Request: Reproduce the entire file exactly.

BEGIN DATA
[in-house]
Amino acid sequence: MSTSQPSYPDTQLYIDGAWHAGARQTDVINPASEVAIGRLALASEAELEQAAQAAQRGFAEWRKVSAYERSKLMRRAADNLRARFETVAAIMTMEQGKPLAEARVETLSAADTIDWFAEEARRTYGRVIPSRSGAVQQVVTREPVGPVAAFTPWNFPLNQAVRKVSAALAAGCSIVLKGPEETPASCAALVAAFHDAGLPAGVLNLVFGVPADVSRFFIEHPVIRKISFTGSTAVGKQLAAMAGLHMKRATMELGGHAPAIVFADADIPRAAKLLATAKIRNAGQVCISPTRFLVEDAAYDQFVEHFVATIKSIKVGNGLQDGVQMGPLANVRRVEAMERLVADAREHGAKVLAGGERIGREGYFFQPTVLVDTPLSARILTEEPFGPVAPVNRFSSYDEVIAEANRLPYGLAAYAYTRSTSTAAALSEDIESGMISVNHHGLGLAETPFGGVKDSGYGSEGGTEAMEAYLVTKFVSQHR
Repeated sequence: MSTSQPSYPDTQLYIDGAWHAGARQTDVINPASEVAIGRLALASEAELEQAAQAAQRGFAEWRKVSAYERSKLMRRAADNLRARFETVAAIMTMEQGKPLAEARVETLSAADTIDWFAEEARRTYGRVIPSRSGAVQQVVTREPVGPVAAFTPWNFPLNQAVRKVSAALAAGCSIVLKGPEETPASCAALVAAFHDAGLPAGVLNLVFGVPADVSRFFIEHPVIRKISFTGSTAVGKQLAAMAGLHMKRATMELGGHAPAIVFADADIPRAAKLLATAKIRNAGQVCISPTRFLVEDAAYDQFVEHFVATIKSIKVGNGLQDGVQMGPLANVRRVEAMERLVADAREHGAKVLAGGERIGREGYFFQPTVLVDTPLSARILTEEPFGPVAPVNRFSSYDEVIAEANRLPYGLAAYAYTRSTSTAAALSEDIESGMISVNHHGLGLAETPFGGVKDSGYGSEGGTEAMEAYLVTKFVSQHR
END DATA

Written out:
[in-house]
Amino acid sequence: MSTSQPSYPDTQLYIDGAWHAGARQTDVINPASEVAIGRLALASEAELEQAAQAAQRGFAEWRKVSAYERSKLMRRAADNLRARFETVAAIMTMEQGKPLAEARVETLSAADTIDWFAEEARRTYGRVIPSRSGAVQQVVTREPVGPVAAFTPWNFPLNQAVRKVSAALAAGCSIVLKGPEETPASCAALVAAFHDAGLPAGVLNLVFGVPADVSRFFIEHPVIRKISFTGSTAVGKQLAAMAGLHMKRATMELGGHAPAIVFADADIPRAAKLLATAKIRNAGQVCISPTRFLVEDAAYDQFVEHFVATIKSIKVGNGLQDGVQMGPLANVRRVEAMERLVADAREHGAKVLAGGERIGREGYFFQPTVLVDTPLSARILTEEPFGPVAPVNRFSSYDEVIAEANRLPYGLAAYAYTRSTSTAAALSEDIESGMISVNHHGLGLAETPFGGVKDSGYGSEGGTEAMEAYLVTKFVSQHR
Repeated sequence: MSTSQPSYPDTQLYIDGAWHAGARQTDVINPASEVAIGRLALASEAELEQAAQAAQRGFAEWRKVSAYERSKLMRRAADNLRARFETVAAIMTMEQGKPLAEARVETLSAADTIDWFAEEARRTYGRVIPSRSGAVQQVVTREPVGPVAAFTPWNFPLNQAVRKVSAALAAGCSIVLKGPEETPASCAALVAAFHDAGLPAGVLNLVFGVPADVSRFFIEHPVIRKISFTGSTAVGKQLAAMAGLHMKRATMELGGHAPAIVFADADIPRAAKLLATAKIRNAGQVCISPTRFLVEDAAYDQFVEHFVATIKSIKVGNGLQDGVQMGPLANVRRVEAMERLVADAREHGAKVLAGGERIGREGYFFQPTVLVDTPLSARILTEEPFGPVAPVNRFSSYDEVIAEANRLPYGLAAYAYTRSTSTAAALSEDIESGMISVNHHGLGLAETPFGGVKDSGYGSEGGTEAMEAYLVTKFVSQHR